Sources: Manchester Museum makes moves towards repatriation and diversity, Museums Association, 01/04/2021
Manchester Museum, Twitter, 01/04/2021
17. Victoria Cross
 
The Minister for Housing Rt Hon Christopher Pincher MP has told MPs that the government is looking at proposals from the Conservative Common Sense Group to erect more statues to honour recipients of the Victoria Cross.

“I am always prepared to recognise the honour done for us by those great men who won the Victoria Cross, from wherever they hailed, and I certainly hope that more plaques to their memory are forthcoming.

By doing the things that we are proposing to do, we will give the whole community—not simply the self-loathing, Britain-hating perpetual revolutionaries who seem to have captured the commanding heights of the Labour party, but the whole community—the opportunity to engage and to give their views. Additionally, my right hon. Friend the Secretary of State has the power to call in planning applications, and he has set out his intention to exercise that power if appropriate.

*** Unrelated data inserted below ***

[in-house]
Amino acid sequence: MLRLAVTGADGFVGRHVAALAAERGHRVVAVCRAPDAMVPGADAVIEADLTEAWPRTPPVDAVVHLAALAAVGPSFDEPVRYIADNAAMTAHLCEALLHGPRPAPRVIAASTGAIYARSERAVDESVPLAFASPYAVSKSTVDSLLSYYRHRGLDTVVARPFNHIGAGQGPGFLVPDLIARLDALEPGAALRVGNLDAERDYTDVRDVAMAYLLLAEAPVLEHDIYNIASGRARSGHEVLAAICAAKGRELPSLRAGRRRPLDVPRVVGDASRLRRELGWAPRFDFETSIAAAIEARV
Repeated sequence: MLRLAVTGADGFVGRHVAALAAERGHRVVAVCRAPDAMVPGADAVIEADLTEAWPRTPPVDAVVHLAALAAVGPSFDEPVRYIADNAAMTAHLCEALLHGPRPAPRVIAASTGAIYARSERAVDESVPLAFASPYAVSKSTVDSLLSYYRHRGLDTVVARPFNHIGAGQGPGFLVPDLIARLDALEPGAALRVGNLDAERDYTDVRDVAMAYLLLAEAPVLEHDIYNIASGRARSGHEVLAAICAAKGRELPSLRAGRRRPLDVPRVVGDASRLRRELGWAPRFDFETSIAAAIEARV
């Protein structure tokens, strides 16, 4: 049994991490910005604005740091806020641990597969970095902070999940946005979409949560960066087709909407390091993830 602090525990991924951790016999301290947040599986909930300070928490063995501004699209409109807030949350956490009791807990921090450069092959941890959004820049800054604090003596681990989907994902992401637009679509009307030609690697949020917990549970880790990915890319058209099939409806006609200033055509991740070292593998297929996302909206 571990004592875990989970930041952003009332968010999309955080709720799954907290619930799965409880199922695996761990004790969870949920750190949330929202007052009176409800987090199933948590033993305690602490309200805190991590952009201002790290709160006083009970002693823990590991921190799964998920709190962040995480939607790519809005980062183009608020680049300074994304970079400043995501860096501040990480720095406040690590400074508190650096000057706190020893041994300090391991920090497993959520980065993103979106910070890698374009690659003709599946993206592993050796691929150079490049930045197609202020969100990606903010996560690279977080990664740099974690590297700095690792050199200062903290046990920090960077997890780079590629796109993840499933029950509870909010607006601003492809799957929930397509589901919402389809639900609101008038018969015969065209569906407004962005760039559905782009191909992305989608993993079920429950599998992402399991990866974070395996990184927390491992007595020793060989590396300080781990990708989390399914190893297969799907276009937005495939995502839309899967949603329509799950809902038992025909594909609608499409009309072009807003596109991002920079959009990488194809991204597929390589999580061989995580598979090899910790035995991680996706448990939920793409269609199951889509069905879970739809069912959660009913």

It is clear from the contributions in this debate and in the wider public discourse that, with the passing of time and changing values in society, there will be examples of those who have had statues erected to them whose own story—and perhaps their family’s—is complex. Many statues and other historical objects were created by generations with different perspectives on right and wrong from our own. Some of what they believed to be virtues, we now believe to be vices. But it is better—far better—to remember that history, reflect that not everyone in the past was perfect, and retain that history and its monuments, so that we can all better understand it, not destroy it as the Marxist, wokeist ideologues would insist on.